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Health Officials Want You To Prepare For Wildfire Smoke Now


Smoke from the Eagle Creek Fire hovers over the Columbia River Gorge, Sept. 4, 2017.

Smoke from the Eagle Creek Fire hovers over the Columbia River Gorge, Sept. 4, 2017.

Conrad Wilson/OPB

Wildfire smoke can be annoying. It makes your eyes water and your nose run. But for some people with certain medical conditions, wildfire smoke can be especially unhealthy — and sometimes deadly.

That’s why experts say people need to prepare before fires start. One big way to help: get an air filtration system.

Sarah Coefield is an air quality specialist in Missoula, Montana.

“Room air purifiers can make a really big difference,” Coefield said. “A room air purifier can help you create a safe space in your home or building where you have breathable air.”

Last summer was particularly smoky in the Pacific Northwest. Wildfire smoke drifted across the region from Portland to Seattle to east of the Cascade Mountains.

Officials often urge communities near wild areas, also known as the wildland-urban interface, to prepare for wildfires. Coefield wants communities to also become “smoke adapted.”

“I want people to go and get an air purifier with HEPA filtration as commonly as they would go and get a fan because it’s hot,” Coefield said.

Wildfire smoke is made up of what’s called fine particulate matter. Those particles are much smaller than the diameter of a human hair, and when you breathe them in, the particles can affect your heart and lungs. HEPA air filtration systems can remove those particles from the air.

The fine particulate matter is especially troublesome for people with conditions like asthma or COPD. It can be unhealthy for kids, senior citizens and pregnant women. Smoke can also cause problems for people who don’t know they have underlying conditions, and it can make healthy people feel sick.

“Even though the bulk of your population will have this [experience of], ‘Oh, smoke sucks,’ it can get very serious for a lot of people,” Coefield said.

The sun sets through wildfire smoke at the Oregon State Fair in Salem.

The sun sets through wildfire smoke at the Oregon State Fair in Salem.

Bradley W. Parks/OPB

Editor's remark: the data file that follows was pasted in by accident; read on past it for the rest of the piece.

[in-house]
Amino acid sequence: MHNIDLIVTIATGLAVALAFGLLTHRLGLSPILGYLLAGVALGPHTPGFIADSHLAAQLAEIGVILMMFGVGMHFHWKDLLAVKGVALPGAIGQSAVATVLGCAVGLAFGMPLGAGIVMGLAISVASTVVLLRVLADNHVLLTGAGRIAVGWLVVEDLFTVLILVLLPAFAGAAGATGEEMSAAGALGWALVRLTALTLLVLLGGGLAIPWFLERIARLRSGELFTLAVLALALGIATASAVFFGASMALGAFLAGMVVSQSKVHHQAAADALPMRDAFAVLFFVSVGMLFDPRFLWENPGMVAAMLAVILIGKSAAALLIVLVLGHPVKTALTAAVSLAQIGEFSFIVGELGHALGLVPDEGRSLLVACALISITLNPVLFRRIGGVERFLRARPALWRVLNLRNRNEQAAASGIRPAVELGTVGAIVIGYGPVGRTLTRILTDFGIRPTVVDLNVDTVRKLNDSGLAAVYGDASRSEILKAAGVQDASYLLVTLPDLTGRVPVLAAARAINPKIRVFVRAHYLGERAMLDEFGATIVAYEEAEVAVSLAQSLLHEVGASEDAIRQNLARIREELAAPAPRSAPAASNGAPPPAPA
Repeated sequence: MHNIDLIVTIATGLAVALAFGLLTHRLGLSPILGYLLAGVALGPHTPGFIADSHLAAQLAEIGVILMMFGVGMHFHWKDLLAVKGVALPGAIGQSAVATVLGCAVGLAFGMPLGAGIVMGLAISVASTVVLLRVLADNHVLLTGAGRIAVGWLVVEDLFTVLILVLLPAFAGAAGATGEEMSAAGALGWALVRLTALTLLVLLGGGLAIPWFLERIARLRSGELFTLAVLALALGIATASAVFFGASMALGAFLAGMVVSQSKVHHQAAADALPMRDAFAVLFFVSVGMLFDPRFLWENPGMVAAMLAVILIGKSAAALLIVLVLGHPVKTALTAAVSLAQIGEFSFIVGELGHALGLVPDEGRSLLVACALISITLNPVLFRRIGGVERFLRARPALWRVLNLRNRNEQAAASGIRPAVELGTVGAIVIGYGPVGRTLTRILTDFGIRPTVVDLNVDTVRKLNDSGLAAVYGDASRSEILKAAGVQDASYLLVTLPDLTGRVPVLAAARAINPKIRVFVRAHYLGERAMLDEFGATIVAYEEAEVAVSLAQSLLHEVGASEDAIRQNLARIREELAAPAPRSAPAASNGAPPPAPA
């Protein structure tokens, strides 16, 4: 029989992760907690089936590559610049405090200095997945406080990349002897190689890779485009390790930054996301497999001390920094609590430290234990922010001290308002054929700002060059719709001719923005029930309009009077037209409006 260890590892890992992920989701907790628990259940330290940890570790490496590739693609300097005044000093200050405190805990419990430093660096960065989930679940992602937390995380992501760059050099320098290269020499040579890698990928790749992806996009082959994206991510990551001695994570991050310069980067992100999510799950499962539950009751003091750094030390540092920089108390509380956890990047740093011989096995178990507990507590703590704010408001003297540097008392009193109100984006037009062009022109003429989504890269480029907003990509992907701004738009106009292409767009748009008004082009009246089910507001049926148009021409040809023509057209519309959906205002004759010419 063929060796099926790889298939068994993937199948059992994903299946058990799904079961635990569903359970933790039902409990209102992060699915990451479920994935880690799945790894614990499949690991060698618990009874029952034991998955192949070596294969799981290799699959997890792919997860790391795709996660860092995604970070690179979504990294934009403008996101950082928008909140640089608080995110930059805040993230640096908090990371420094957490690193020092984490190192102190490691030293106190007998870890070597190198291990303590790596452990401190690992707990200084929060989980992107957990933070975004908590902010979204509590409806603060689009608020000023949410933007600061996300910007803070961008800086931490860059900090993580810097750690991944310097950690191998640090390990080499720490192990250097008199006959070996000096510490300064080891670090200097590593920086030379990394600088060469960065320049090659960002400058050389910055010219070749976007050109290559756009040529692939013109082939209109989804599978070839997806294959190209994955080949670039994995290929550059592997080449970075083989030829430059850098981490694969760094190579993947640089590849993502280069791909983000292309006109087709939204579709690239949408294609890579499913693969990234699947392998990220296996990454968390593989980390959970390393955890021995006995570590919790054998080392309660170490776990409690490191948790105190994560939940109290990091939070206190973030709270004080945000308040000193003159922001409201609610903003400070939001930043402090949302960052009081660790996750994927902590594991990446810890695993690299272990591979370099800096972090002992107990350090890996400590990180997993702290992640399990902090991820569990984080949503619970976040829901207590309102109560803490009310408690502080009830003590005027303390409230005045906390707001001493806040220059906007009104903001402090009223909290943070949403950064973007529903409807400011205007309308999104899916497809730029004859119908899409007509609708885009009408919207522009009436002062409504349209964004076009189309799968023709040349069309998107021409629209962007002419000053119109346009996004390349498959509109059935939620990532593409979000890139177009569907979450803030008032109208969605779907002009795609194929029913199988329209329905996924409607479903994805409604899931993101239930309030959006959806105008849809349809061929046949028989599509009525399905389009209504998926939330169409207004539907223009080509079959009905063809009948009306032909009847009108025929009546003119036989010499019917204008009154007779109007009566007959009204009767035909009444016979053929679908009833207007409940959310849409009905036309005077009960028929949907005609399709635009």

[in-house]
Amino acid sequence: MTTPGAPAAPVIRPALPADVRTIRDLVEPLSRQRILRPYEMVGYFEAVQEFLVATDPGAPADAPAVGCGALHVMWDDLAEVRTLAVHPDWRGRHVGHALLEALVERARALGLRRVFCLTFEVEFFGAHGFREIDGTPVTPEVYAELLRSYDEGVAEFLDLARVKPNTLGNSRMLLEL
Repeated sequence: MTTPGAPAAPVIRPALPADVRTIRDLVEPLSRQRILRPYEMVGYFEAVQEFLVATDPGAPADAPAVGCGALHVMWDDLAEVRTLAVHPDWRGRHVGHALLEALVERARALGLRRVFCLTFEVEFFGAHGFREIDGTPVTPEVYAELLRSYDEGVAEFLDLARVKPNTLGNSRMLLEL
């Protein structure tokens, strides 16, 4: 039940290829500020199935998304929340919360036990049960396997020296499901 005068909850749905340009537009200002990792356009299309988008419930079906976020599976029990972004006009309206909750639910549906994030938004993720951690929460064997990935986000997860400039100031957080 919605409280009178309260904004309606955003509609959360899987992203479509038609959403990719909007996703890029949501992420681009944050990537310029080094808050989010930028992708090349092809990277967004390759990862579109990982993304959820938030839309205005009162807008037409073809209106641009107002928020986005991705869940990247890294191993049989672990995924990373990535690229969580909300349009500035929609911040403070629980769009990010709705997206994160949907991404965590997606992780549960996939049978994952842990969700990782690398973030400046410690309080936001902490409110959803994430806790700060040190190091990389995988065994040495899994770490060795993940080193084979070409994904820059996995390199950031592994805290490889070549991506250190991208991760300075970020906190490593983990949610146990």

Researchers also think that inhaling smoke from wildfires could have an affect on even more health conditions. They think smoke from wildfires may increase inflammation and lower your immune system, although those connections are still unclear.

It’s also unknown how wildfire smoke affects people in the long-term. It could cause respiratory problems for people in cold winter months, said Curtis Noonan, who studies epidemiology at the University of Montana.

“There’s reason to believe that exposures [to wildfire smoke] in the summer months that impact the body’s ability to fight infection, could have impact months later. But as you can imagine, it’s really going to be difficult to study that,” Noonan said.

When smoke is in the air, Coefield said you need to pay attention to any sort of respiratory problems and avoid over-exerting yourself.

Experts also suggest reducing other air quality problems in your house when it’s smoky outside. Coefield said you should avoid indoor activities like vacuuming or cooking on your stove-top.

“You have my permission to be a slob an order in. Just be like, ‘Hey, I’m protecting my health with this pizza,’” Coefield said.

But the best way to make sure your indoor air quality is healthy is to get a HEPA air filtration system. Coefield said the system should be able to handle the size of the room.

She said the sooner you can buy a filtration system, the better. They sell out and are backlogged during wildfire season.

“It’s a new way of looking at summer — because the traditional thought is that you just hunker down and then it’s better. But when it’s a month-and-a-half or two months, you can’t just hunker down. You need to have clean air to breathe,” Coefield said.

Editor’s Note: Reporting for this story was done during a fellowship sponsored by the Institute for Journalism and Natural Resources.

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